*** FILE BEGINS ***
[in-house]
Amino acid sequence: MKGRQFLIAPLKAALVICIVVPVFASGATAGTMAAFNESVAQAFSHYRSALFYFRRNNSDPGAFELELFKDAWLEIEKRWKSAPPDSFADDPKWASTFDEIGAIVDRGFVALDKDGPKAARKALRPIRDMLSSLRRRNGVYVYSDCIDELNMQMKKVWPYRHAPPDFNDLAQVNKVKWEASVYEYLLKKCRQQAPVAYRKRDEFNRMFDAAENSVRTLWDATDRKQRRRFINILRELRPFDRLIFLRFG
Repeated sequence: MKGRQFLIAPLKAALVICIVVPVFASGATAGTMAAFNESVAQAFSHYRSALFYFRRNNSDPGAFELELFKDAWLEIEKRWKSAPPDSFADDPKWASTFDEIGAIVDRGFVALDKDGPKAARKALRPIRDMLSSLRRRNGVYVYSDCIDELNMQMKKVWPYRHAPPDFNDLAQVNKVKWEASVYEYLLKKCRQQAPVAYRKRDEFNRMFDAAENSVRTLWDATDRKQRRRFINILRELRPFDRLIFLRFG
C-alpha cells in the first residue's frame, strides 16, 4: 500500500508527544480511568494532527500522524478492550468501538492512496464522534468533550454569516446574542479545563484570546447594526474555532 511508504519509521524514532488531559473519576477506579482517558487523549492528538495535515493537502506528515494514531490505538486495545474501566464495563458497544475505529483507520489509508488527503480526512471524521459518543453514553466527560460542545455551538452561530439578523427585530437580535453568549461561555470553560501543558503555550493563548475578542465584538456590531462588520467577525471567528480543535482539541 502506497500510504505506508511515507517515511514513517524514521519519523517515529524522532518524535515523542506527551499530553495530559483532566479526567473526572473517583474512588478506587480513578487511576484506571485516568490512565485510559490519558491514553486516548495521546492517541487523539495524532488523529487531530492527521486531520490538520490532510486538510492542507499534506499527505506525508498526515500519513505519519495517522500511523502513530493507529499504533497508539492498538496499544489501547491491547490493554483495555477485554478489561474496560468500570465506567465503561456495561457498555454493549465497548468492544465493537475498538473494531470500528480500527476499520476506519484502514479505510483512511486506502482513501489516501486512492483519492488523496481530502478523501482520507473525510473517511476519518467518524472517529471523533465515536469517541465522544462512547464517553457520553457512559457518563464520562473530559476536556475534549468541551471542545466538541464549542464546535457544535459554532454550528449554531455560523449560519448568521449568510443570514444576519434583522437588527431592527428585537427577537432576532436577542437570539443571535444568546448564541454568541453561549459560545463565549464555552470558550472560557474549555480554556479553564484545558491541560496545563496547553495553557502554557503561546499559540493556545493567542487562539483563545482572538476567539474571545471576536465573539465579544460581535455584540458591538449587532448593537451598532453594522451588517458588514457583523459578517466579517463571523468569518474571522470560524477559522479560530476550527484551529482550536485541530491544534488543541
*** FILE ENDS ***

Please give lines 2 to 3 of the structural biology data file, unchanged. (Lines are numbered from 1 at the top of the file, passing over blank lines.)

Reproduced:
Amino acid sequence: MKGRQFLIAPLKAALVICIVVPVFASGATAGTMAAFNESVAQAFSHYRSALFYFRRNNSDPGAFELELFKDAWLEIEKRWKSAPPDSFADDPKWASTFDEIGAIVDRGFVALDKDGPKAARKALRPIRDMLSSLRRRNGVYVYSDCIDELNMQMKKVWPYRHAPPDFNDLAQVNKVKWEASVYEYLLKKCRQQAPVAYRKRDEFNRMFDAAENSVRTLWDATDRKQRRRFINILRELRPFDRLIFLRFG
Repeated sequence: MKGRQFLIAPLKAALVICIVVPVFASGATAGTMAAFNESVAQAFSHYRSALFYFRRNNSDPGAFELELFKDAWLEIEKRWKSAPPDSFADDPKWASTFDEIGAIVDRGFVALDKDGPKAARKALRPIRDMLSSLRRRNGVYVYSDCIDELNMQMKKVWPYRHAPPDFNDLAQVNKVKWEASVYEYLLKKCRQQAPVAYRKRDEFNRMFDAAENSVRTLWDATDRKQRRRFINILRELRPFDRLIFLRFG